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LONDON, Aug 3 (Reuters) - European equity futures fell on Monday, with weak Chinese economic data seen as weighing on the region's stock markets, while much attention will also focus on the re-opening of the Greek stock market after a five-week shutdown.
The euro zone's blue-chip Euro STOXX 50 futures contract fell 0.2 percent, as did futures on Germany's DAX and France's CAC. Britain's FTSE 100 futures fell 0.5 percent.
Trading on the Athens bourse was suspended in late June as part of capital controls imposed to stem a debilitating outflow of euros that threatened to collapse Greece's banks and hurl the indebted country out of the euro zone.
Since then, Athens has agreed a framework bailout plan with its European Union partners in exchange for stringent reforms and budget austerity. But implementation of the deal is some way off, keeping alive political and economic stability concerns.
The Greek market is due to re-open around 0730 GMT, with some traders expecting steep losses on the Athens bourse.
Weaker-than-expected Chinese data could also impact stocks, after data showed that China's factory activity shrank more than initially estimated in July.
However, there were some solid corporate earnings which could support the market, with British bank HSBC reporting higher first half profits. ------------------------------------------------------------------------------ > GLOBAL MARKETS-Asian stocks near 2015 lows on China economy worry, dollar strong > US STOCKS SNAPSHOT-Wall St ends down driven by energy selloff > Nikkei retreats on fresh signs of weakness in China economy > TREASURIES-Prices rally on record low increase in Q2 labor costs > FOREX-Dollar bulls stymied by wage data, PMIs next > PRECIOUS-Gold extends weakness after worst month in 2 years > METALS-Copper slips as China factories shudder > Oil hit multi-month lows on record OPEC output
Iran plans to buy as many as 90 planes per year from Boeing and Airbus to revamp its antiquated fleet once Western sanctions are lifted, its state news agency IRNA quoted a senior aviation official as saying on Sunday.
Areva will seek partnerships with Chinese energy companies that could see them take stakes in the French nuclear reactor maker in an upcoming multi-billion euro capital increase, its chairman told the Journal de Dimanche.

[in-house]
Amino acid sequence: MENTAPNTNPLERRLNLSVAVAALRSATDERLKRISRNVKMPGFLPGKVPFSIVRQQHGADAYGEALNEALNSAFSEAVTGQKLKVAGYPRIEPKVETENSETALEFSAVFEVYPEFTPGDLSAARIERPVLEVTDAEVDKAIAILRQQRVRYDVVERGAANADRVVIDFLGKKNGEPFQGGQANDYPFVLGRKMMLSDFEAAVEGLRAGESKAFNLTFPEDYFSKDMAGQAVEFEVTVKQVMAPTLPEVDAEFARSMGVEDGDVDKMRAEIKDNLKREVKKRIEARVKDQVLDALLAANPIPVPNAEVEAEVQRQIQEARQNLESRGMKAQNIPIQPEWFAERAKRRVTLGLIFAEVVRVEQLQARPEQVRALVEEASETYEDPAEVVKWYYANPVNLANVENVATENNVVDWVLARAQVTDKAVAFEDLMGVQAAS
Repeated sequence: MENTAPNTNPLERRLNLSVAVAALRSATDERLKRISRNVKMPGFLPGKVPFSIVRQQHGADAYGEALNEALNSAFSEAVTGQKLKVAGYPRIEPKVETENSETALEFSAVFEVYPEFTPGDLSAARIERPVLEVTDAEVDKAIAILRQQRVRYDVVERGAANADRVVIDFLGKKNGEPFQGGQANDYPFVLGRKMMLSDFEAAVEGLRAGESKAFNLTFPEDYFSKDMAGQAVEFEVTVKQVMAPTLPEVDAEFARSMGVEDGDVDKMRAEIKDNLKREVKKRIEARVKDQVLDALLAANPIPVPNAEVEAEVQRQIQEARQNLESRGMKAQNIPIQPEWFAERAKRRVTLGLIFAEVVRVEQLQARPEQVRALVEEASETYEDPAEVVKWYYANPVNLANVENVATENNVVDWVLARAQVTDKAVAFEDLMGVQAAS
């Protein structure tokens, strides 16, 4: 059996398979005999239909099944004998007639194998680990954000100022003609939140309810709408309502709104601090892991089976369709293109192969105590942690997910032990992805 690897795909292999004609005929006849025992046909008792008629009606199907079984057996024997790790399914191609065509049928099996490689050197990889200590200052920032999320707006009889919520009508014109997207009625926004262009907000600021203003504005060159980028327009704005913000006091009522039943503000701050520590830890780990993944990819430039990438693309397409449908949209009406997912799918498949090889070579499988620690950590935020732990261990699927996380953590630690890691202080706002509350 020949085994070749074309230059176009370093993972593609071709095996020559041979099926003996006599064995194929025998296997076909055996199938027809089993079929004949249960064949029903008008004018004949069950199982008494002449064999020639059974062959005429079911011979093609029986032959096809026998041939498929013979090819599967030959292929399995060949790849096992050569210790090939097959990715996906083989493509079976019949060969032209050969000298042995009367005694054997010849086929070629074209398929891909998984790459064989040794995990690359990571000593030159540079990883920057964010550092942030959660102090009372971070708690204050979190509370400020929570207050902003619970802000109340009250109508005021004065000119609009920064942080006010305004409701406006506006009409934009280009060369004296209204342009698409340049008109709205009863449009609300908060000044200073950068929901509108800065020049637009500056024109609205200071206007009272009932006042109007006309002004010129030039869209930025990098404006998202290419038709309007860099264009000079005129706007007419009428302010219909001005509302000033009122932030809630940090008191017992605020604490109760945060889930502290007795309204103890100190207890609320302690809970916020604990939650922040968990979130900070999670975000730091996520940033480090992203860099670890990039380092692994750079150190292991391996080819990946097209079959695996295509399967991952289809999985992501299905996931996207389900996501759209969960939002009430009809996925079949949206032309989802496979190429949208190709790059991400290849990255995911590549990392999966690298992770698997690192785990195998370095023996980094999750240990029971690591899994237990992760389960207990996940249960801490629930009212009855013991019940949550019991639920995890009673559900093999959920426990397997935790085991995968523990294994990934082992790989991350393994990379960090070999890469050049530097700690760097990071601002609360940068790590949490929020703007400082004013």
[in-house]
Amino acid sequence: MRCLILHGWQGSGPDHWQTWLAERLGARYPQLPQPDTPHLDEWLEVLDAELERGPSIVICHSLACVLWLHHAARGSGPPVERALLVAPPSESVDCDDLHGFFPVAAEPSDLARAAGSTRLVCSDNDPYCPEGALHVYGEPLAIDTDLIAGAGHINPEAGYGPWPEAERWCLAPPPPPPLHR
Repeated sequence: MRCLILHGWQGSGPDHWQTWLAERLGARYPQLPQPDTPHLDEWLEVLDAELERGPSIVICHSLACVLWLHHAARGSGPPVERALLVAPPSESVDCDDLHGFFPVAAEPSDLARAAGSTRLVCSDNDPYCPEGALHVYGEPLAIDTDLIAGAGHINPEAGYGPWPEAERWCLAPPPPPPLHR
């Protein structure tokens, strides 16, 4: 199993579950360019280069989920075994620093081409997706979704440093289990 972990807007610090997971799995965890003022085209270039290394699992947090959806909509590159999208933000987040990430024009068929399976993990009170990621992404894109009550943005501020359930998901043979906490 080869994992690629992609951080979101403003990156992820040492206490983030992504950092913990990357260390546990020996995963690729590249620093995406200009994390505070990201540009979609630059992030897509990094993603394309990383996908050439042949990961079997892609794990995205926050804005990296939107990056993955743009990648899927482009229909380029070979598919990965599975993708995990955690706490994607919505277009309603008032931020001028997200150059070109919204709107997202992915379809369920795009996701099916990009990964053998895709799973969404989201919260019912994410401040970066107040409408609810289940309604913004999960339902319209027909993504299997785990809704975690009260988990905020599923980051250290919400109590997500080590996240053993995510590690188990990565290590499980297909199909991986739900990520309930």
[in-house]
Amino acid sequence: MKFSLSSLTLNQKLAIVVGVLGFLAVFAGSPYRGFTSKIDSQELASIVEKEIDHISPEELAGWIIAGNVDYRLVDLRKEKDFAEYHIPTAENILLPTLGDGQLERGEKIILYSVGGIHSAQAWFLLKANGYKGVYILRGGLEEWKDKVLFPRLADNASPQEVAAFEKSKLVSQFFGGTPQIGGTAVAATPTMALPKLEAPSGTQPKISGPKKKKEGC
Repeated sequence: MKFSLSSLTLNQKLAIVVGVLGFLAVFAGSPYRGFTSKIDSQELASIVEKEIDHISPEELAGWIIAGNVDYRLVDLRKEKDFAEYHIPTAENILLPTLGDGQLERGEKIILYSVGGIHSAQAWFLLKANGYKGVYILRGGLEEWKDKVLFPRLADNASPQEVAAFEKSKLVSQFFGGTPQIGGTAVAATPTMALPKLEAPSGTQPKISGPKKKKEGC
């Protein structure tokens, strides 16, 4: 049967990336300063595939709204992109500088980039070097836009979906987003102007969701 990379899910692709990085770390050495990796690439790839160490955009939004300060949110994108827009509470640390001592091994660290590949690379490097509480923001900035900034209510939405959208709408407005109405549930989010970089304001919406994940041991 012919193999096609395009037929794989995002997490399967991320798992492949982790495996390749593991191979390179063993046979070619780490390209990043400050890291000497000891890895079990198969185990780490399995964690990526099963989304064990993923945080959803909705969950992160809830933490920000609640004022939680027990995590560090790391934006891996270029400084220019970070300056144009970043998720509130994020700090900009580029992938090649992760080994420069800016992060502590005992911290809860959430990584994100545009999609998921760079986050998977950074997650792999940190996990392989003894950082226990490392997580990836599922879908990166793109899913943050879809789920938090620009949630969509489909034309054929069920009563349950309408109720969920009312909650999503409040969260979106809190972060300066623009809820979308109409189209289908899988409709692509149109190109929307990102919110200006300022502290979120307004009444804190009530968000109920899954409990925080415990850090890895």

Commerzbank Chief Executive Martin Blessing will be offered a new contract to remain at the bank, a German paper reported in an advance copy of an article to be published on Sunday.
HSBC Holdings reported a 10 percent increase in earnings for the first half of the year, boosted by bumper profits in Hong Kong as the lender considers whether to move its headquarters from London to the Asian hub. HSBC also said it had sold its Brazilian unit to Banco Bradesco SA for $5.2 billion.
Heineken, the world's third largest brewer, reported higher first-half results than markets expected and repeated its full-year forecast of revenue and profit growth, albeit at a slower pace than last year.
Britain has reduced its stake in Lloyds Banking Group to below 14 percent, the finance ministry said in a stock market disclosure on Monday.
A consortium of German premium carmakers has agreed to buy Nokia's mapping business HERE for an enterprise value of 2.8 billion euros ($3.07 billion), in a push to extend the reach of automakers into digital services for connected cars.
Britain's Serious Fraud Office (SFO) has launched a criminal investigation into the British exploration firm Soma Oil and Gas, which has been searching for oil in Somalia.
British mining company Vedanta Resources faces legal action in London's High Court after a group of Zambian villagers said their water source and farmland was polluted by the firm's copper mining operations.
Veolia's first-half 2015 net profit jumped 178 percent to 353 million euros as the weak euro, better performance of energy unit Dalkia, cost cuts and income from new recycling businesses helped the French water and waste group post its sixth consecutive quarter of higher earnings.
German specialty chemicals maker Wacker Chemie on Monday posted a 43 percent rise in second-quarter core earnings, mainly driven by retained income from solar sector customers whose contracts were cancelled.
Reporting by Sudip Kar-Gupta